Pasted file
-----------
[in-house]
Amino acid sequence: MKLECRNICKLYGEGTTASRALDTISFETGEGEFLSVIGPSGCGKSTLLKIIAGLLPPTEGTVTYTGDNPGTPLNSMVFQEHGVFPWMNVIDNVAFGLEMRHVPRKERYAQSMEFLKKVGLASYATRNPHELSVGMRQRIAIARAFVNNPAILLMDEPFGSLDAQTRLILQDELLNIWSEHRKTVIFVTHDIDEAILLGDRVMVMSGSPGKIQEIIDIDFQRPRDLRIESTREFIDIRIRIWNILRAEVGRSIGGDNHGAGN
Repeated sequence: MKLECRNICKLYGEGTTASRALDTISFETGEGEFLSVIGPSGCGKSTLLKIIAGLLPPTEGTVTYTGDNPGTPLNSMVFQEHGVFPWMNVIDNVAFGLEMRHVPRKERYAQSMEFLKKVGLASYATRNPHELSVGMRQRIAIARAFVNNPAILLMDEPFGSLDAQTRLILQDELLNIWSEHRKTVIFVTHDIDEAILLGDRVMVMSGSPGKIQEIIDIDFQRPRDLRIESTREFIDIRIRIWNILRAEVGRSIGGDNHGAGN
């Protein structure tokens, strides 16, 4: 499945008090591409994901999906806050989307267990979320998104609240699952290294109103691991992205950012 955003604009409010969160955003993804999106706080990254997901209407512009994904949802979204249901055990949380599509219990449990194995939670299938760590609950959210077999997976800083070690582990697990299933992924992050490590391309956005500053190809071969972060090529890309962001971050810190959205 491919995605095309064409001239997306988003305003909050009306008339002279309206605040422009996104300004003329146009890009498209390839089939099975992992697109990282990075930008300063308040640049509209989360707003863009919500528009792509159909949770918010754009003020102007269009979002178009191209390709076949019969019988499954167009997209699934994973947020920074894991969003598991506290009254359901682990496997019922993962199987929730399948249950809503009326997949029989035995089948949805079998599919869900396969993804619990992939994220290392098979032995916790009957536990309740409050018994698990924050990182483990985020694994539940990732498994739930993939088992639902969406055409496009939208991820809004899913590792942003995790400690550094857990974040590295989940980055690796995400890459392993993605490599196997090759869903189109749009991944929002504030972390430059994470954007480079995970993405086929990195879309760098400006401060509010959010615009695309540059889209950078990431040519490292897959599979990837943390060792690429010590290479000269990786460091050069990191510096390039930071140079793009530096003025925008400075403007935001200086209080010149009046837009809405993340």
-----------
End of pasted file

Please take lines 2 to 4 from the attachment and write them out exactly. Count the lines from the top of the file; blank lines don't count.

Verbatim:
Amino acid sequence: MKLECRNICKLYGEGTTASRALDTISFETGEGEFLSVIGPSGCGKSTLLKIIAGLLPPTEGTVTYTGDNPGTPLNSMVFQEHGVFPWMNVIDNVAFGLEMRHVPRKERYAQSMEFLKKVGLASYATRNPHELSVGMRQRIAIARAFVNNPAILLMDEPFGSLDAQTRLILQDELLNIWSEHRKTVIFVTHDIDEAILLGDRVMVMSGSPGKIQEIIDIDFQRPRDLRIESTREFIDIRIRIWNILRAEVGRSIGGDNHGAGN
Repeated sequence: MKLECRNICKLYGEGTTASRALDTISFETGEGEFLSVIGPSGCGKSTLLKIIAGLLPPTEGTVTYTGDNPGTPLNSMVFQEHGVFPWMNVIDNVAFGLEMRHVPRKERYAQSMEFLKKVGLASYATRNPHELSVGMRQRIAIARAFVNNPAILLMDEPFGSLDAQTRLILQDELLNIWSEHRKTVIFVTHDIDEAILLGDRVMVMSGSPGKIQEIIDIDFQRPRDLRIESTREFIDIRIRIWNILRAEVGRSIGGDNHGAGN
């Protein structure tokens, strides 16, 4: 499945008090591409994901999906806050989307267990979320998104609240699952290294109103691991992205950012 955003604009409010969160955003993804999106706080990254997901209407512009994904949802979204249901055990949380599509219990449990194995939670299938760590609950959210077999997976800083070690582990697990299933992924992050490590391309956005500053190809071969972060090529890309962001971050810190959205 491919995605095309064409001239997306988003305003909050009306008339002279309206605040422009996104300004003329146009890009498209390839089939099975992992697109990282990075930008300063308040640049509209989360707003863009919500528009792509159909949770918010754009003020102007269009979002178009191209390709076949019969019988499954167009997209699934994973947020920074894991969003598991506290009254359901682990496997019922993962199987929730399948249950809503009326997949029989035995089948949805079998599919869900396969993804619990992939994220290392098979032995916790009957536990309740409050018994698990924050990182483990985020694994539940990732498994739930993939088992639902969406055409496009939208991820809004899913590792942003995790400690550094857990974040590295989940980055690796995400890459392993993605490599196997090759869903189109749009991944929002504030972390430059994470954007480079995970993405086929990195879309760098400006401060509010959010615009695309540059889209950078990431040519490292897959599979990837943390060792690429010590290479000269990786460091050069990191510096390039930071140079793009530096003025925008400075403007935001200086209080010149009046837009809405993340």